Still, the technology is coming — whether it rolls out in 2020, or 2022, or beyond — and labor adjustments will follow.

“I would never want to replace (employees),” Huber says. “I would think it would bring the golf course to another level while being able to hire more skilled staff. I hire a lot of people who have never been on a golf course in their life. For a little more money, maybe you can bring that level up, bring the profession up, because you don’t need to worry about mowing the short turf, you can concentrate on the detail items. I believe my skilled labor knows the golf course back and forth, and when we put them on detail, the course shines.”

“Our deal here is not to replace employees,” Caron echoes. “It’s to reallocate employees to other areas, or keep them in the same area and refine it. … We’re going to have people who have been training in robotic management — not mechanics, but people making sure the robot is doing what it’s supposed to be doing — making adjustments, removing debris. Where else could we put the employees? Detail management, customer service, there are a lot of things golf courses do really poorly, or have done poorly in the past, and this is an opportunity to enhance.”

What else could follow? Drones were mentioned and are already in the sky above plenty of courses, though future regulations could vise potential. Data collection and artificial intelligence will be more a part of the maintenance building than ever before, and big data will translate well from professional golfers to professional superintendents. Other new positions will pop up with the same inspiration as robotic fleet management. Huber says “an autonomous bunker rake would be awesome.” Check Google. Not much out there about those yet. Dream big and make it happen.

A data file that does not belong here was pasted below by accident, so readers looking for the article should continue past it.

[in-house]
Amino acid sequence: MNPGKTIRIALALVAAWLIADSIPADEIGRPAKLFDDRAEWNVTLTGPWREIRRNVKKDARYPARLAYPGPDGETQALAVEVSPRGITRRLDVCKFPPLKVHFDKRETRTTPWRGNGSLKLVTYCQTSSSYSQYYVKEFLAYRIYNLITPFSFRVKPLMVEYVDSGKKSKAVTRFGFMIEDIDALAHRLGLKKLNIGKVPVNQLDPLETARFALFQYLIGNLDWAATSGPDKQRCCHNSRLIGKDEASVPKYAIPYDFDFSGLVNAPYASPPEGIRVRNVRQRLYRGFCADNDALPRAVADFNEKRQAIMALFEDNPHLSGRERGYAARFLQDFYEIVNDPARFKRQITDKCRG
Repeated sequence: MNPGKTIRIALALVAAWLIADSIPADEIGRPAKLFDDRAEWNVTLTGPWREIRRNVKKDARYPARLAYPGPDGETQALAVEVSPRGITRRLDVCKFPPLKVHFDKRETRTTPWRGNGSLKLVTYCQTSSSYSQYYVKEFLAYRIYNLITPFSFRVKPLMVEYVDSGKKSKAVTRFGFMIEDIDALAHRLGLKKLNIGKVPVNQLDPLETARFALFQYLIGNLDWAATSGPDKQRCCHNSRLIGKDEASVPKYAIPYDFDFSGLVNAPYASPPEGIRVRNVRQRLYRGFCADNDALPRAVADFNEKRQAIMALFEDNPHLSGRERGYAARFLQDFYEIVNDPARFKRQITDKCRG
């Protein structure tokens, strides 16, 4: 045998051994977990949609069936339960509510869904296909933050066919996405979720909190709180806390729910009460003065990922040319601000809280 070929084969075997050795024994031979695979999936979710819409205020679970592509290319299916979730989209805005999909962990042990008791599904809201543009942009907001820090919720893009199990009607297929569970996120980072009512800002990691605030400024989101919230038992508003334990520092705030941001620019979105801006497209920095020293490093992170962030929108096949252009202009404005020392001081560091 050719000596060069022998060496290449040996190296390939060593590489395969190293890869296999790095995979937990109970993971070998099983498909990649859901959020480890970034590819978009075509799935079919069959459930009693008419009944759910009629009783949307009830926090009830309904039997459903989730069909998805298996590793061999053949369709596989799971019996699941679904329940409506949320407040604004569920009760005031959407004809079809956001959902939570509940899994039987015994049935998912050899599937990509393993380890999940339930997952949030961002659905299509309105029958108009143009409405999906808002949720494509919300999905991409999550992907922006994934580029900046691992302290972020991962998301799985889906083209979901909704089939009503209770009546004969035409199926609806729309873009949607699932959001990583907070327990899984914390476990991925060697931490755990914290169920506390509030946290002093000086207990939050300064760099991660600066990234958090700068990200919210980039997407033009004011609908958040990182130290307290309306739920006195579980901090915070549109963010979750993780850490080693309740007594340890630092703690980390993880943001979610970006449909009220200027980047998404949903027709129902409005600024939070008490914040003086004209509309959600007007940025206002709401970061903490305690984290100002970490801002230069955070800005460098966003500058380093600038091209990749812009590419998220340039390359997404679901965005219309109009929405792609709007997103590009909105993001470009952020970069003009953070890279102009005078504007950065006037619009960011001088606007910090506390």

“Superintendents are a pretty ingenious group,” Caron says. “In 15, 20 years, all I know is there will be jobs listed on a jobs board that are not listed today. I know that for a fact.”

Costs are still a deterrent for plenty of clubs — what Brown calls “the engine room” of the industry: “I rowed crew when I was in high school,” he says. “The front guy kept the pace, the back guy kept direction, and everybody in the middle, that was the engine room, and their job was to pull as hard as they could. That’s what the mid-level clubs do for this $86 billion industry. They’re the ones that keep it going. On Christmas Day, they’re the ones probably mowing greens so you can get a $15 greens fee. We’ve got to bring the price of technology down so these guys can keep this industry growing for us.

“The only problem with all this technology is still that the people who need it — autonomous mowers, or GPS sprayers, or sensors, or moisture meters, or whatever — still can’t afford it. I’m hoping technology comes down to where everybody can afford it.”

Until then, anybody know the market price these days for some good sheep?

Matt LaWell is Golf Course Industry’s managing editor.